Editorial: L.A. Metro is doomed if it can’t keep bus and train riders safe

Family photos of a woman are posted on a subway platform.
A memorial for Mirna Soza Arauz is seen at the Universal City Metro platform on April 29 in Los Angeles. Soza Arauz was stabbed and killed on the subway system.
(Dania Maxwell / Los Angeles Times)

The recent violent attacks on the Metro system, including assaults on bus drivers and the fatal subway stabbing of Mirna Soza Arauz, 67, on her way home from work, present an existential threat to public transit in Los Angeles.

Taxpayers have invested billions of dollars in rail and bus expansions to fight climate change and make it easier for people to get around without driving themselves. Transit is supposed to be the backbone of L.A.’s “car-free” Olympics in 2028. But if people do not feel safe riding the buses and trains, the system will get stuck in a doom spiral and never gain the ridership needed to help reduce traffic and air pollution.

Disorder, rising crime and declining confidence not only pose an existential crisis to the Metro system but also to the region’s climate, sustainability and livability goals.

March 22, 2023

It’s not just passengers who are afraid. There were 160 assaults on public transit operators in 2023, a significant increase from 2019, and one operator was stabbed last month in Willowbrook. Metro declared an emergency, allowing it to fast-track installation of fully enclosed protective barriers for bus drivers, though they still staged a sick-out Friday to protest unsafe working conditions.


Metro leaders have to commit to major changes to keep the system safe and viable. One of the ideas that agency officials are discussing is creating an in-house transit police department, which should come up for a vote by Metro’s governing board in the next month or two. It’s worth considering as part of a necessary public safety overhaul.

Buses aren’t safer because their rubber tires act like crime-fighting vigilantes. Most likely they’re safer because more people use them.

April 27, 2023

The current arrangement is not working well. For 30 years Metro has largely outsourced security to law enforcement agencies. At the moment, the L.A. County Sheriff’s Department and the Los Angeles and Long Beach police departments split responsibility, making accountability difficult. Some of the agencies patrol the system using officers on overtime shifts, which means they have less day-to-day familiarity with the system and riders. Officers are responsible for enforcing the penal code and responding to crime, which is important and necessary, but there is real debate about what role law enforcement should have on the system.

The vast majority of safety concerns cited by riders are about comfort and cleanliness, as well as code of conduct violations. Homeless people sleeping on the trains and buses. People experiencing mental health crises. Fare evasion. Drug use or people passed out from intoxication. Passengers playing loud music. These are prevalent throughout the system but not consistently addressed, which feeds into the sense of disorder.

It makes no sense to keep investing so much more in measures that haven’t kept transit safe than in ambassadors and other services endorsed by riders.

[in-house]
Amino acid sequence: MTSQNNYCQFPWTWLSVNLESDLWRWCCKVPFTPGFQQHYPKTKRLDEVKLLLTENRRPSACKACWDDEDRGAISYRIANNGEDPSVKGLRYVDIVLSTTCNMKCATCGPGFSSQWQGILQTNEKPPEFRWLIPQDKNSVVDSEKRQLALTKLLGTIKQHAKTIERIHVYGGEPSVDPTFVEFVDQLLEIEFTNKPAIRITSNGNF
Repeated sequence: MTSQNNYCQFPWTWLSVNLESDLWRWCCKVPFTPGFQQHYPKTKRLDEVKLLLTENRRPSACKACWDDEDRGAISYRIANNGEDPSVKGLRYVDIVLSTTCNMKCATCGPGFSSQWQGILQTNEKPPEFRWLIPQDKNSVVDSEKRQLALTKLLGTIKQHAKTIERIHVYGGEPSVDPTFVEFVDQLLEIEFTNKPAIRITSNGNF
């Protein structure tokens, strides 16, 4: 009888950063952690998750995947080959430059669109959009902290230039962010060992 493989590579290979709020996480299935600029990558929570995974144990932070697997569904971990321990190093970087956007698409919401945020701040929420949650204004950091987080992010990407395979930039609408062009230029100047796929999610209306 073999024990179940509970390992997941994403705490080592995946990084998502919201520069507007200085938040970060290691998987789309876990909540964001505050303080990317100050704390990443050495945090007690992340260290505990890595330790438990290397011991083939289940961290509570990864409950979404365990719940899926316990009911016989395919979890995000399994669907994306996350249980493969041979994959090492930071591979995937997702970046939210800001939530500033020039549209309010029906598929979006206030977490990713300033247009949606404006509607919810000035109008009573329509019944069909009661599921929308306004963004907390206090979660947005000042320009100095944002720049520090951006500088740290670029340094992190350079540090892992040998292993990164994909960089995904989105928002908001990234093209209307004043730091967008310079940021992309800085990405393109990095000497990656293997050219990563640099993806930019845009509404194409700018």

Dec. 8, 2023

The recent spate of violence shows there are major gaps in communication and prevention. For example, the man suspected of stabbing Soza Arauz had been banned from Metro previously for assaulting a passenger. But there is no regular communication among the courts, law enforcement and Metro staff to flag people with stay-away orders. It’s a serious problem if a relatively small number of offenders are allowed to continually harass passengers.

Last year Metro hired 48 additional in-house security staffers specifically to ride the buses on routes that have higher-than-average crime and safety concerns. Officers with contracted law enforcement agencies patrol bus stops at the beginning and the end of route, but don’t typically stay on problematic bus lines. Metro officials want to hire more security personnel to increase the number of bus-riding teams, which is a good idea to improve conditions for drivers and passengers.

Reaction to two brutal assaults in Venice demonstrates how emotion and politics twist the truth in crime discussion. Los Angeles leaders must do better.

April 23, 2024

Metro also launched a transit ambassador program to make riders feel safer. Since March 2023, there have been 300 unarmed and trained ambassadors riding the trains and buses providing customer assistance and calling for security and social services teams as needed. In a survey of riders, 63% said that seeing an ambassador made them feel safer. And the agency has contracted with homeless outreach teams and sought mental health training so staff can intervene when someone is in crisis.


Like transit systems across the nation, Metro saw a big drop in ridership during the pandemic followed by an increase in safety concerns as people struggling with homelessness, drug addiction and mental illness sought refuge on buses and trains.

While the last few years have been especially challenging, Metro has had a public safety perception problem for a long time. In a 2016 survey, almost 30% of past riders said they left the system because they did not feel safe. Respondents said security and safety were bigger deterrents to using public transit than the speed and reliability of buses and trains.

This is the moment for Metro to finally develop a comprehensive approach to safety — and put it in place quickly. That means having consistent personnel, whether sworn police officers, security guards or other unarmed staff, who patrol the buses and trains every day, develop relationships with operators and commuters and are empowered to enforce the laws and the code of conduct. Riders deserve safer bus and rail service. And Metro is doomed without it.